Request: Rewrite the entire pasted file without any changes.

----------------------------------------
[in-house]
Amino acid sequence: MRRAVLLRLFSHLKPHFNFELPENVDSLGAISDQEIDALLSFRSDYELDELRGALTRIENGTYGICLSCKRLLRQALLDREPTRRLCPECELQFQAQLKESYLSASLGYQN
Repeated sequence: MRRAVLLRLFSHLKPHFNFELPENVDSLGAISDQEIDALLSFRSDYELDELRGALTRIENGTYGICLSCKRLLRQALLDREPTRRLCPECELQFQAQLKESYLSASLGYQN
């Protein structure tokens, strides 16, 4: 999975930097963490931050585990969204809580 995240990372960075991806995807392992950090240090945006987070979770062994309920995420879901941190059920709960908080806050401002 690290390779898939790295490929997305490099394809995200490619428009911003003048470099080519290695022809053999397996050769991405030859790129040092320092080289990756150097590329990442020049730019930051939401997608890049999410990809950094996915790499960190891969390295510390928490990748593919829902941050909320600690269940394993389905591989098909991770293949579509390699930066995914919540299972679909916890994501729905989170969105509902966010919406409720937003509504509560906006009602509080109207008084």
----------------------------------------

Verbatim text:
[in-house]
Amino acid sequence: MRRAVLLRLFSHLKPHFNFELPENVDSLGAISDQEIDALLSFRSDYELDELRGALTRIENGTYGICLSCKRLLRQALLDREPTRRLCPECELQFQAQLKESYLSASLGYQN
Repeated sequence: MRRAVLLRLFSHLKPHFNFELPENVDSLGAISDQEIDALLSFRSDYELDELRGALTRIENGTYGICLSCKRLLRQALLDREPTRRLCPECELQFQAQLKESYLSASLGYQN
């Protein structure tokens, strides 16, 4: 999975930097963490931050585990969204809580 995240990372960075991806995807392992950090240090945006987070979770062994309920995420879901941190059920709960908080806050401002 690290390779898939790295490929997305490099394809995200490619428009911003003048470099080519290695022809053999397996050769991405030859790129040092320092080289990756150097590329990442020049730019930051939401997608890049999410990809950094996915790499960190891969390295510390928490990748593919829902941050909320600690269940394993389905591989098909991770293949579509390699930066995914919540299972679909916890994501729905989170969105509902966010919406409720937003509504509560906006009602509080109207008084």